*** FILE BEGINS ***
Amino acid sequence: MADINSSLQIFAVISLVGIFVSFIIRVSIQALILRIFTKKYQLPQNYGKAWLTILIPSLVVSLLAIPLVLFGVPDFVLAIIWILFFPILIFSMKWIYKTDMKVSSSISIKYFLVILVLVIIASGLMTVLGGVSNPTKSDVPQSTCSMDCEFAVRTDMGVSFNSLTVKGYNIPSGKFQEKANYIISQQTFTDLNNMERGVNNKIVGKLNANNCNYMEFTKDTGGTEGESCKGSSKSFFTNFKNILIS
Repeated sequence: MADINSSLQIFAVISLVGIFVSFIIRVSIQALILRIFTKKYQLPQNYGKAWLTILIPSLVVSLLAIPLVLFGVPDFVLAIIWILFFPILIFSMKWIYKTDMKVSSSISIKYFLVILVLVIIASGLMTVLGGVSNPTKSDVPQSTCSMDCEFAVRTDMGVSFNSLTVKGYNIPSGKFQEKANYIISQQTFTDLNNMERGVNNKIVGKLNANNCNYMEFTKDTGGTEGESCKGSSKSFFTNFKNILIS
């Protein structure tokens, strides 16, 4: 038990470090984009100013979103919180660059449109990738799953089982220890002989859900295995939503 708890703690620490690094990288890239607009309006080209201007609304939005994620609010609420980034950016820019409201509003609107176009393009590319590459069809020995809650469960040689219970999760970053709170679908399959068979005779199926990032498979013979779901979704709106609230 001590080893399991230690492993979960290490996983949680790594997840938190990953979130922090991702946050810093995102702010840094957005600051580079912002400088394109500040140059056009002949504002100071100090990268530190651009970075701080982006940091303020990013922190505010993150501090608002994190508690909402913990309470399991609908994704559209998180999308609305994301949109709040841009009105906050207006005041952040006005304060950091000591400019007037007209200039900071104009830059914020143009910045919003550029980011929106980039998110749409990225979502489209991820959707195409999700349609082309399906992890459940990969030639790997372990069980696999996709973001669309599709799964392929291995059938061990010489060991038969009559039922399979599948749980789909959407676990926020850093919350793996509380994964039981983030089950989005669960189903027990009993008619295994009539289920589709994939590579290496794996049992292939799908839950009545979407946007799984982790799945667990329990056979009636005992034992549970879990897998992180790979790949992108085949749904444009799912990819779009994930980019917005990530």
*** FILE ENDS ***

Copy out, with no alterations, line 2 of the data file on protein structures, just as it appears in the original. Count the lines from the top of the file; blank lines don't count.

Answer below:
Repeated sequence: MADINSSLQIFAVISLVGIFVSFIIRVSIQALILRIFTKKYQLPQNYGKAWLTILIPSLVVSLLAIPLVLFGVPDFVLAIIWILFFPILIFSMKWIYKTDMKVSSSISIKYFLVILVLVIIASGLMTVLGGVSNPTKSDVPQSTCSMDCEFAVRTDMGVSFNSLTVKGYNIPSGKFQEKANYIISQQTFTDLNNMERGVNNKIVGKLNANNCNYMEFTKDTGGTEGESCKGSSKSFFTNFKNILIS